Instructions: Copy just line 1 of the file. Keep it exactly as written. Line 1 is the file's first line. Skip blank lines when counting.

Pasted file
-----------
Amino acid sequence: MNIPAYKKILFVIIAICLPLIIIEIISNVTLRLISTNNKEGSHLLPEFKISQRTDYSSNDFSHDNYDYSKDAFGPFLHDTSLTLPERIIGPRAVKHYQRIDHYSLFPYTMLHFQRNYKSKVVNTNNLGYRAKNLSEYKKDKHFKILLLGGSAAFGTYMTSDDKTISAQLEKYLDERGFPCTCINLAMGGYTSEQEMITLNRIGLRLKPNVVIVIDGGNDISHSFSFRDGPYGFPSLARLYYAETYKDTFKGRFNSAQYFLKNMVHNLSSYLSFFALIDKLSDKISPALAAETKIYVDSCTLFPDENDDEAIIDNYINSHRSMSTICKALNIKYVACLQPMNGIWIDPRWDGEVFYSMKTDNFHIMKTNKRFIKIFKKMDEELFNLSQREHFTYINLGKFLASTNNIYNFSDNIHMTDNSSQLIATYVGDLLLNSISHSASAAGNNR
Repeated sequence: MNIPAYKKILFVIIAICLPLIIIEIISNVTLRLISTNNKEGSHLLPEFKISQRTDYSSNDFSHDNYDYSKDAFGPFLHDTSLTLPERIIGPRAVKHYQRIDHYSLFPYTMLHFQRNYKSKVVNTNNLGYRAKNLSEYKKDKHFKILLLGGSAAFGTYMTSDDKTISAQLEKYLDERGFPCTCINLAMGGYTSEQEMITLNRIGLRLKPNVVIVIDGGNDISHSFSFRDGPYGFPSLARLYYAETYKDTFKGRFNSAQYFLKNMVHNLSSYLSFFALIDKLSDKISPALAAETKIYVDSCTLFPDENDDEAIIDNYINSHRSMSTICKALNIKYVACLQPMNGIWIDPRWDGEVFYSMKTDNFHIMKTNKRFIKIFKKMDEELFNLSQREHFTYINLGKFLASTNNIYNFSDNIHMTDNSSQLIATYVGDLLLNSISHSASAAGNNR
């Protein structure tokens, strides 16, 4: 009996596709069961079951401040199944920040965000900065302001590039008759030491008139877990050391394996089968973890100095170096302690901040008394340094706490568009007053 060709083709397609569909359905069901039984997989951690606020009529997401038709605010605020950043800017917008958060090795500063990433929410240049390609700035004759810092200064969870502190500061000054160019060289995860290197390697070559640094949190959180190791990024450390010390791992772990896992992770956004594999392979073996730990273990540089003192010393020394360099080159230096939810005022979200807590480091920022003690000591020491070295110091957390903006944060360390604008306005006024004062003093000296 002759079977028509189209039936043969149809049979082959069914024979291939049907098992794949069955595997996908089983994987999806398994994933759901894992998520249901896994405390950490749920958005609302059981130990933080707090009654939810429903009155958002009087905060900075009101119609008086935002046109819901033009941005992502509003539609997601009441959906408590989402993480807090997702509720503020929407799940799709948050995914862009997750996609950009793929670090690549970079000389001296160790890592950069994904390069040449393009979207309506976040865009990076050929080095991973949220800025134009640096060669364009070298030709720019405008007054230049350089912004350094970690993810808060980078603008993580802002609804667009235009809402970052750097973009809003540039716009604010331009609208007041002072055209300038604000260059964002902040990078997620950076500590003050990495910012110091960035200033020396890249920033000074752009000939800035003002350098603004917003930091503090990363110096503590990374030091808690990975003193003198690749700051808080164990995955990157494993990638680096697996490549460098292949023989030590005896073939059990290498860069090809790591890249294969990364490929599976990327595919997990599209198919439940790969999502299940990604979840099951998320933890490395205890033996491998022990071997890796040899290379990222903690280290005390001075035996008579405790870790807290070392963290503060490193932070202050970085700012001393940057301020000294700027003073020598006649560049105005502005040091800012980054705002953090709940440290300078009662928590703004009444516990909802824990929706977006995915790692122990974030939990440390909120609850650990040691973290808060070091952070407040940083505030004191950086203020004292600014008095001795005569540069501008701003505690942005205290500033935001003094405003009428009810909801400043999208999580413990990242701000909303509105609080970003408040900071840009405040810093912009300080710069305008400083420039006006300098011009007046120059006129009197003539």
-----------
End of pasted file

Amino acid sequence: MNIPAYKKILFVIIAICLPLIIIEIISNVTLRLISTNNKEGSHLLPEFKISQRTDYSSNDFSHDNYDYSKDAFGPFLHDTSLTLPERIIGPRAVKHYQRIDHYSLFPYTMLHFQRNYKSKVVNTNNLGYRAKNLSEYKKDKHFKILLLGGSAAFGTYMTSDDKTISAQLEKYLDERGFPCTCINLAMGGYTSEQEMITLNRIGLRLKPNVVIVIDGGNDISHSFSFRDGPYGFPSLARLYYAETYKDTFKGRFNSAQYFLKNMVHNLSSYLSFFALIDKLSDKISPALAAETKIYVDSCTLFPDENDDEAIIDNYINSHRSMSTICKALNIKYVACLQPMNGIWIDPRWDGEVFYSMKTDNFHIMKTNKRFIKIFKKMDEELFNLSQREHFTYINLGKFLASTNNIYNFSDNIHMTDNSSQLIATYVGDLLLNSISHSASAAGNNR